As gold-colored shovels ceremoniously broke ground for the new Wal-Mart Supercenter in Kenai on Monday afternoon, Kenai Mayor Pat Porter expressed her enthusiasm for the project.
“I’ve been waiting three years for this,” Porter said as she donned a blue Wal-Mart vest, complete with her name and a giant yellow smiley face on the back.
A few blocks up the Kenai Spur Highway in front of Safeway, some central peninsula residents shared her enthusiasm. Others didn’t.
“I’m happy they’re coming,” said Connie Hamilton, of Kenai. “Cheaper clothes. I don’t have to drive to Anchorage now. I can stay here.”
Hamilton said she’d be happy to see any new chain in town. “The more the merrier,” she said.
Becky Puch, of Nikiski, had mixed feelings.
“It’s good for the consumer, I guess, but it’s sure not good for the working person,” she said.
Puch said she doesn’t like some of Wal-Mart’s business practices, like how they dictate prices to suppliers, which can force them to look for cheap labor in places like China, or can put them out of business.
“I just don’t like how they treat workers,” she said. “… I’ll probably shop there but I wish there were other higher-level stores coming in.”
Target was the retailer most frequently mentioned on residents’ wish lists of new businesses to come to town. Others were Outback Steakhouse, Chili’s, and TGI Friday’s.
Or none at all.
“We’re not that big of a community where you can have a lot of chain stores,” said Jack Alexander, of Kenai. “It would be nice, but I think you’d have a larger community.”
The Alexanders lived in Anchorage for nearly 30 years. Although they liked the big city for some things, Alexander said he doesn’t want Kenai to turn into another Anchorage.
Will it? Where Wal-Mart goes, will Target and others follow?
No — at least for now, said Kenai City Manager Rick Koch.
“While I harbor some hopes in the future possibly of seeing Target down here, it’s not going to happen soon,” Koch said. “My last conversation with Target is they’re focusing on their two stores in Anchorage and the (Matanuska-Susitna) Valley. In the next three to five years, depending on their success in performance in that market, they will look at expanding to Fairbanks or Kenai.”
There are only so many pairs of socks and desk lamps one area needs, after all.
“Our peninsula has 60,000 folks. These stores cost a lot of money to build. … They’ve got to have a lot of dollars go through the front door. There comes a point where the market will be served by what’s here. That will be what Target and others are looking for.”
The rumor mill has been churning about what may be built on the spare chunk of parking lot outside the new Aspen Hotel in Kenai, or what may crop up in the vicinity of Wal-Mart.
“They’re just rumors. One day Outback’s going to come, then the Gap, then Old Navy. They’re all nice stories and thoughts, but no one’s contacted me to have any serious discussion about it,” Koch said.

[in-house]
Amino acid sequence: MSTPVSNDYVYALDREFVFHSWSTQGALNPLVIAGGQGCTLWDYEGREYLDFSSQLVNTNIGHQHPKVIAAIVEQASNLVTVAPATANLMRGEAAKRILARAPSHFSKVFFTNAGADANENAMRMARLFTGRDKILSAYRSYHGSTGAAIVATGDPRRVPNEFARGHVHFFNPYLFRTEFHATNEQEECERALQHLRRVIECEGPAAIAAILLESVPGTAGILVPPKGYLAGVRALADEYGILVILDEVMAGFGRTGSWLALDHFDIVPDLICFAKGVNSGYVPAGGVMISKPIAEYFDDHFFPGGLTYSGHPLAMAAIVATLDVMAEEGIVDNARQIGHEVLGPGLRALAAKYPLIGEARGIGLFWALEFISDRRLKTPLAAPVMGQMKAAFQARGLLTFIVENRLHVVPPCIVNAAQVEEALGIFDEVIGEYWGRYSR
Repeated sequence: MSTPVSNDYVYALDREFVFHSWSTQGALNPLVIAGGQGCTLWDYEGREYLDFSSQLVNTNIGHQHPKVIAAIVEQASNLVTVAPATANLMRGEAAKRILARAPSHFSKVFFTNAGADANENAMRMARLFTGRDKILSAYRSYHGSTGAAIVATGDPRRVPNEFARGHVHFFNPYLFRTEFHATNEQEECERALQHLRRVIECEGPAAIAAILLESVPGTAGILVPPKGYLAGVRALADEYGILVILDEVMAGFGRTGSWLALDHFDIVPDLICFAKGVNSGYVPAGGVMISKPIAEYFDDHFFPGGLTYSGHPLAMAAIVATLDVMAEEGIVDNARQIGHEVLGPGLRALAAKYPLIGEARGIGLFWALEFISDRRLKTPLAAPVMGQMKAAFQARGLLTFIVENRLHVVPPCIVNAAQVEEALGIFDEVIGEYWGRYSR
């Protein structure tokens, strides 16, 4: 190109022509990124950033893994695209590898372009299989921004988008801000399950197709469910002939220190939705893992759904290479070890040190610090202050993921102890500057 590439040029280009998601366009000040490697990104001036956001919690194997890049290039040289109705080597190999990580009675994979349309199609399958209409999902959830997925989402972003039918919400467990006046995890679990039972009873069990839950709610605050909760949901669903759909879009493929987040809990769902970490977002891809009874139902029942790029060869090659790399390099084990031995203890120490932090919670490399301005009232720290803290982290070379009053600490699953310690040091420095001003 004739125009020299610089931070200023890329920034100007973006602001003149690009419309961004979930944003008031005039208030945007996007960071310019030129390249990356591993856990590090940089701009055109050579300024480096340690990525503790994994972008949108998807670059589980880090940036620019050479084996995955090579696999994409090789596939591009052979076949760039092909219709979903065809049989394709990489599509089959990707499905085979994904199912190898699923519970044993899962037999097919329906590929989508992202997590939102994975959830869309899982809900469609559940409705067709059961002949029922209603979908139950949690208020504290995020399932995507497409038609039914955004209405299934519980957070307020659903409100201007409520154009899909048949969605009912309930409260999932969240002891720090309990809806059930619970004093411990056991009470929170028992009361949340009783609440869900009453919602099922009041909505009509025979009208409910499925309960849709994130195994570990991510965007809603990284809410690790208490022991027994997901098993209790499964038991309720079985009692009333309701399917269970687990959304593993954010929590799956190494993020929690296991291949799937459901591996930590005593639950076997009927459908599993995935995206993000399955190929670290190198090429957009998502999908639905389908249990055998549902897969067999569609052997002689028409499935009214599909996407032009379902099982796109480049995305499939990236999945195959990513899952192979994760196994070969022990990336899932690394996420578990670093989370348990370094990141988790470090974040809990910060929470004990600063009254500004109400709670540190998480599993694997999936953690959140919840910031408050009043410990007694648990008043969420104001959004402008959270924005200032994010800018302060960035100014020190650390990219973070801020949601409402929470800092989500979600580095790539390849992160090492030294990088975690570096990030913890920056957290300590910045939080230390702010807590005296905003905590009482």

Wal-Mart will have lots near the new store that could be leased or sold to other businesses. Whether any of those businesses will be newcomers to the area is anyone’s guess for now.
“My experience with Wal-Mart is information is pretty hard to come by with them,” Koch said. “They play their cards mighty close to the vest, and we may find out what they’ll do with those lots when somebody moves in and they put a sign up that says ‘Future site of somebody.’”
Jennifer Spall, Wal-Mart’s public relations spokeswoman for the Northwest, said the company plans to clear the lot and do dirt-work first, then start construction in April. The plan, weather permitting, is to have the new store open by the end of next year or spring 2010. Plans call for a roughly 200,000square-foot grocery and retail supercenter behind Kenai Chrysler Center. She said Wal-Mart would be hiring 250 to 300 sales associates for the Kenai store.
“It kinda depends if I have the time. I’ll probably go to Fred Meyer. I actually think the quality is probably better. But if I really need something quick. …I don’t really go for the cheapest, I go for what’s the quickest.”
— Cory Lehl, North Kenai
“It’s a free country. I don’t know if Safeway’s really happy about it. In this country they can go wherever they want to go, I guess. It’s business based. Isn’t competition good?”
— Jack Alexander, Kenai
“Fred Meyer needs some competition. I hope it doesn’t hurt the small businesses … but I think we need more of a selection.”
— Susan Holit, Soldotna
“I’m afraid that it’ll hurt the other small businesses in the area. At the same time it will be nice to go to the same place to get everything.”
— Carolyn Snowder, Kenai